We All Want What We Can’t Have

I want to break the binds,
and reject the embrace
I’m stuck in.
I want to sever the knots
in the stitches holding
the hurt inside my head.
I want to scream in the silence
and shatter the glass cage
keeping the numbing ice
pressed against my skin,
when all I need
is the warmth
of gentle fingertips
and the tenderness
of delicately spoken promises.

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Mr. Lonely

Time is precious, and lonely knows it.
He is a greedy man, stealing moments
that should be spent filling your heart,
not your cup. He locks your mind in a
box, leaving the slideshow of memories
from a time you were not alone. He
leaves your aching heart to mend its
own, knowing your only company is
pain and the numbing substance of
your choosing.


I am not porcelain,
your touch will not break me.
But the tumble
from a glass throne
will shatter parts of me
you can only see
during the fall.
I am not porcelain,
I will not crack
when a single breath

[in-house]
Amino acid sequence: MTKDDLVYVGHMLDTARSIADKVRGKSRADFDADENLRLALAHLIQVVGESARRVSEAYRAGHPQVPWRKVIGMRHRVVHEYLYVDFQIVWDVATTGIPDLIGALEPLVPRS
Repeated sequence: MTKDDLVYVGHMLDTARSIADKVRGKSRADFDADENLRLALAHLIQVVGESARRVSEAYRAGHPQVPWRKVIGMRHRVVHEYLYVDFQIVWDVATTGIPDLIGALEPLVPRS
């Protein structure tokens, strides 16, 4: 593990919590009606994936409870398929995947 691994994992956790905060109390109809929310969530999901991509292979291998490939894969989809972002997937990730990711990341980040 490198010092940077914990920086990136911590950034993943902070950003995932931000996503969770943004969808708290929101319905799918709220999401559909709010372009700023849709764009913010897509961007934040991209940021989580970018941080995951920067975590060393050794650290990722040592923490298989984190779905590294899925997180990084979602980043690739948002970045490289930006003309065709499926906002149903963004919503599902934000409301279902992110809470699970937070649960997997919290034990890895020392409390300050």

hits my skin.
But I sit on a kingdom
stitched together
with broken beads
and ripped promises,
a lifeline reliant
on how you treat me.
I am not fragile,
but the stage I perform is
and I’m tired of
pulling splinters
from my feet.


He had a soul of embers and a heart of ash.
The smoke filling my lungs when we kissed
became an addiction. His love was given to
me with a  singed tongue, but I’d come to
crave the way it seared my heart. The heat
was comfort, contrasted my iced eyes,
glazed over with gasoline. That night I
cried, I forgot to blink away, leaving me to
live in the aftermath of his explosion.

Childhood Withered

Once upon a time,

I was a little girl, innocent, but for forbidden cookies before dinner.

I was a wildflower; small and pure, a growing desire to watch beauty succeed.

But as my growth stunted with an absent sun, I began to wither.

Harboring stolen hearts in broken jars, I was searching for my newest fix.

A craving to replace a ruined childhood, the price of goodbyes

was always so much cheaper than opening up past vulnerability.

Once upon a time,

I was a child with spirit and personality; not becoming what makes me, me.

When the Camera Clicks

We’re all looking at life through camera lenses

Taking pictures clear only to those who were there

Blurred for the rest of us who don’t share those memories

Some of us with fogged glass from hot-breathed ghosts of our pasts breathing down the necks of our sights

Clear for those with lives pristine

Or cracked and shattered for those beaten and fighting

No matter the state of the lens, the second the camera clicks, remember this;

Th pictures do not lie

And if the camera can see what’s in front of us;

Why can’t we?